I grew up in a culture that appreciates humility, not encouraging talking about personal achievements. That is why I was struggling with talking about myself comfortably. I do not know how to show that I am a capable person without listing my recognition and rewards. It is easier for me to do that in my CV or my cover letter, but I was scared of the idea about a direct interview with my prospective employers. Fortunately (or unfortunately), I have not had any interviews yet so I have not yet ruined my career because of that issue.

What did I learn from her? Well, I learned to express my interest, telling my story without being concerned too much about showcasing my achievements. I learned to focus on what I am  passionate about most: helping people get over issues in organization, in human resources management so that they can focus on delivering their business results. I have many stories surrounding that to tell. And I am more than happy to tell these stories rather than speaking about my recognition. I like to be humble (consistent with my culture) yet I want to gain credibility for my capabilities.

I used to share my story only to my close friends, who I trusted would not think of me as a show-off person. I am now feeling more comfortable telling everyone about my passion. I like helping people. I can help with problems in statistics, finance or accounting classes. I can help on the admission process to Fisher MBA program, in housing, in relocation and life in Columbus. I can help with issues about office machines (printer, photocopier, LCD) and features of Word, Excel, PPT, Movie Maker. I can provide perspective and advice on human resources processes, organizational strategy. Come to me with your questions. I like finding solutions for you!

I love Leadership Development Program! 🙂

Caution: Grad life is not always “pink” (part 3)

Waiting for bus

Waiting for the bus that never comes

“Pink” in my culture means beautiful, perfect

Even though I experienced a bad day with the bus system in Columbus, I had no choice but continue to use the bus as the only transportation means, since the taxi cost was quite expensive to me. Wanting to fix my laptop, I took it to the IT service desk of Fisher, then BuckeyeBar of OSU, then Micro Center but no one could detect what the issue was. A technician at Micro Center checked my adapter and said that it worked normally so he requested me to leave my laptop there 4-5 days and pay $75 for diagnostics, in additional to a repairing fee. With such a large expense, I thought it would be better to buy a new laptop, so I took my laptop back. After leaving the Micro Center, I bought a set of bed sheets and a blanket. Holding a bunch of stuff in my hands and my laptop bag on my shoulders, I waited for the bus, which again did not come. Then I noticed that this bus route stopped during the holidays (!). I walked for a mile from the connecting bus stop to here. However, it was a different story to walk back that distance with my heavy baggage, tired from the long wait and disappointed about my broken laptop. An old man offered to help drive me to the bus stop and I did accept. It was not a safe decision, my friend told me later, but I was too tired to continue walking and he seemed to be a nice man. Fortunately, I connected with some country-friends in my apartment village and they offered me rides to go shopping. When checking options of a new laptop, I tested my laptop with a new adapter and it worked (?!). After replacing it, everything got back to normal. Phew!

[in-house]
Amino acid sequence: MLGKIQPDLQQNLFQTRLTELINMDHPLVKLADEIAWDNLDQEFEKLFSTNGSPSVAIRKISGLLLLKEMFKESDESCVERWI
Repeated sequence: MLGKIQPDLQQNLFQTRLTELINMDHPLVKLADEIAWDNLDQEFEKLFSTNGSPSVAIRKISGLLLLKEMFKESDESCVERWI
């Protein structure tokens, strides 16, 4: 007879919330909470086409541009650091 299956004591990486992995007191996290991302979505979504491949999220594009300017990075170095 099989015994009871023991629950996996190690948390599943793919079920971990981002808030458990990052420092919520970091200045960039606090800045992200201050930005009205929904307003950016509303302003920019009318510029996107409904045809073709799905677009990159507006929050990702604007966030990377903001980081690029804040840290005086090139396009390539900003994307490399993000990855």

Think PositiveLesson 3: My purpose for writing this blog series is to motivate you if you have ever fallen into “bad luck” or issues, that thinking about my story, hopefully, could make you feel better. I would also want to help you to stay away from such troubles as much as possible, with good preparation. Do ask for help. IFI and your country student association are reliable sources to rely on. And on top of these, keep thinking positive! Sometimes you do not have a choice for what happens to you, but you will always have a choice of how to react towards it. It is your behavior that changes your luck, not the luck itself.


Caution: Grad life not always “pink” (last part)

“Pink” in my culture means beautiful, perfect

I wrote this blog while my roommate was moving in my apartment. The simple task of finding a roommate took me 3.5 months to complete (?!). Among all the  issues I faced so far, housing played the biggest part, both in terms of time and cost.

After arriving in Columbus, I was lucky enough to find a two-bedroom apartment to move in at the 5th day. However, I did not prepare myself for the empty apartment with little furniture and utility. Having no car, no friends in the Columbus at that time, I relied on International Friendship Inc. ( and the IFI volunteers to buy heavy furniture such as bed frame, desk, chair table, couch, etc. They even gave me a free dining table and chairs from one of the IFI staff’s house. How thankful I was for the help of people in IFI! I also had to register for electricity, internet service and house insurance. These intensive administrative tasks required time and effort that I hardly extracted from my orientation program at school.